Even the most obtuse members of humanity, Wells decided, must see the benefits of a “world government”; in some ill defined way the world would assume the mantle of H.G.’s “English reality”. It would be as near to perfect as was possible. War would end. Hunger would become a thing of the past. There would be no rich, no poor. Mankind would live in harmony with its surroundings. Nationalism would dissipate, and swords be beaten into ploughshares. A land of milk and honey…almost a return to Eden.
I suspect there’s something, some small glitch in the genes of humankind, that leads particular individual’s to lust after power, to desire control and domination of others; after all, each of us in turn knows what’s best for us, don’t we? Wells knew what was best for us, obviously – “World Government”! But not a government of tired, crafty-eyed politicians, no, instead he’d have a Technocracy! A world leadership of scientists! Of course, Wells didn’t “lust after” power, only women, and the creation of a “World Government”.
Busy, as he eventually became, dashing here, dashing there; interviews with Roosevelt one day, Stalin the next; putting heart and soul into his attempts to transform the world, while demonstrating the desperate and urgent need for his world Technocracy. Wells was far from alone in his belief that mankind required a worldwide legislature in order to survive. Stalin thought he might well have a point; Hitler, too, ultimately saw a world dominated by…not scientists, like H.G., but true Aryans, a Germanic elite, the Übermensch, transcending national politics, class, creed, and even human nature itself!
But let’s take a step back to the year 1907 when Wells “saw in his mind’s eye” a future world dominated in the East by China and Japan, with Europe filled with bickering states – an aggressive Germany (what else), Italy, France, Spain and Portugal all armed but reluctant to fight; Russia in the throes of revolution; the USA split in civil strife between State and Federal governments. Germany starts a war, (prophetic, this)“the War in the Air”, and attacks the US…as does China and Japan (but for different reasons). Every country is bombed to destruction. London, Paris, Hamburg and Berlin are all destroyed. The story moves forward, allows us a fleeting glimpse of barbaric humanity trapped in a primitive, feudal society, the result of that terrible war.
Moving forward in “real time” to the 1914 – 18 war, the Great War, as it came to be called (though as far as scale goes, wars do seem to have increased in magnitude since then), H.G. simply couldn’t comprehend the terrible motivation leading humankind to such catastrophe – or rather, he could, but it defied logic. Politicians were the problem, and nationalism, and poverty, and wealth – especially the wealth that grew from armaments (for then as now military hardware comprised a big money spinner for Britain, France, the US, etc).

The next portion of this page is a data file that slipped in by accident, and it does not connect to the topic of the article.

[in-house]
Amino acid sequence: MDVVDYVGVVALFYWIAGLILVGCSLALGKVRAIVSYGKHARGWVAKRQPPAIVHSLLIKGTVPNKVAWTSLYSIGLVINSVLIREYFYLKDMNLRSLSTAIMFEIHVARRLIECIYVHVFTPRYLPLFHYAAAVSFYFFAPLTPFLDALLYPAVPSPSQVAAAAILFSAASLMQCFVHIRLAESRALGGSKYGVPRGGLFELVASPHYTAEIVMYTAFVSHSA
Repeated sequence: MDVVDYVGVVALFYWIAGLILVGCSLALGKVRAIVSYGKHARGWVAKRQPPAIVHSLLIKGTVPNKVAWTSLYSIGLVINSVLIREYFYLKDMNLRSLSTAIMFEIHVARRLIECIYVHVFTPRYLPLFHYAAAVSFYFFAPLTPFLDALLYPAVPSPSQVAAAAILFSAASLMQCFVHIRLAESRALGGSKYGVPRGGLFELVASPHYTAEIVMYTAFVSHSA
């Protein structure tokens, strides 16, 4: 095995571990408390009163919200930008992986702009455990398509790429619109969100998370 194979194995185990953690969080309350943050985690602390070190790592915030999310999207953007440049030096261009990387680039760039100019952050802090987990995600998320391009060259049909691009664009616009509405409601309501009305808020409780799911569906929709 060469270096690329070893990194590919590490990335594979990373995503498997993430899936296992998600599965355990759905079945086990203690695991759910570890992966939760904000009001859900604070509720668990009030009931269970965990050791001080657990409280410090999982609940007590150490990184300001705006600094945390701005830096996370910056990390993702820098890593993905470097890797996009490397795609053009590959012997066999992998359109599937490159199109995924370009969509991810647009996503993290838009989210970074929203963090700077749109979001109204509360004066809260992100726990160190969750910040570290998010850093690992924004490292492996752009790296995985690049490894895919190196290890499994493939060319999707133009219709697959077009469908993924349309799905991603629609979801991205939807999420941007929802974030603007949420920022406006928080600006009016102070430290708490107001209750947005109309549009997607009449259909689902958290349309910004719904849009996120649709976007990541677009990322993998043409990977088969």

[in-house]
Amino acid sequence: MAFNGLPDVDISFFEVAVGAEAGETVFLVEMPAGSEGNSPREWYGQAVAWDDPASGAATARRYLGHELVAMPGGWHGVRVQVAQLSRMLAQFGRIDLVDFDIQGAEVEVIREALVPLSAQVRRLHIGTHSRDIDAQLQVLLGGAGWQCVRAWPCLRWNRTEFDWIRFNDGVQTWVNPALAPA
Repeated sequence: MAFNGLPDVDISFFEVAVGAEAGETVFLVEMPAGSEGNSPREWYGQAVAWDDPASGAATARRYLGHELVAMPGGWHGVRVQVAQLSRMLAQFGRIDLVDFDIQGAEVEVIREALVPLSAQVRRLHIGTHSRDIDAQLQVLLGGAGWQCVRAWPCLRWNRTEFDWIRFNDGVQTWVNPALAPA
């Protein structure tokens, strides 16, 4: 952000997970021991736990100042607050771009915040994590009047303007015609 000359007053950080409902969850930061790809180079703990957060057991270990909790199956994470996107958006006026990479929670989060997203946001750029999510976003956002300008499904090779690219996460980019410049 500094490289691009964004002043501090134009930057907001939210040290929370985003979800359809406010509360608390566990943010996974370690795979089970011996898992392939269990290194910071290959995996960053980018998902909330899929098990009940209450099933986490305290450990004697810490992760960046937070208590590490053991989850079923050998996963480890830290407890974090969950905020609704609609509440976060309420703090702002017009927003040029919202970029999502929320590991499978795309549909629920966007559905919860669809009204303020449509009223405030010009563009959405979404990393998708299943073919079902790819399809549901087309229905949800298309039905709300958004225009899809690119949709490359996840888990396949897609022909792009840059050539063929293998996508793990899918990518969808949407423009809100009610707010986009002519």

After that war, the war to end wars (well, nearly, but not quite – did you know Wells coined that phrase for the ministry of propaganda?), Wells saw the continued development of the aeroplane; from string bag to sophisticated weapon of mass destruction; as he’d predicted, civilisation would be threatened by use of such weapons; for the first time civilians and cities would BE the front line. Stanley Baldwin in a speech (“A Fear For The Future”) threateningly declared: “The bomber will always get through”. Military theorists believed a future war would be won entirely in the air. The Italian general Giulio Douhet, published his book “ The Command of the Air”, a seminal work on future air war. Wells didn’t believe a war could be won by bombers, instead he envisaged civilisation shattered by mass air attacks in a war that would have NO winners, only losers.
The solitary answer Wells could see to this approaching Armageddon was to deliver power to the hands of the scientists who in turn would form a World Government. Only then would peace reign supreme; only then would civilisation be safe and able to develop.
Well, inevitably war did come; Hitler, Stalin and Roosevelt in turn dreamed of empire, while that old imperialist, Churchill, looked on and lost an empire; though still no stranger to the world of Realpolitik, increasingly he appeared marginalised in the post war world. Civilisation wasn’t shattered by the bombers. A world Government didn’t come into being. Nor did the world’s problems go away.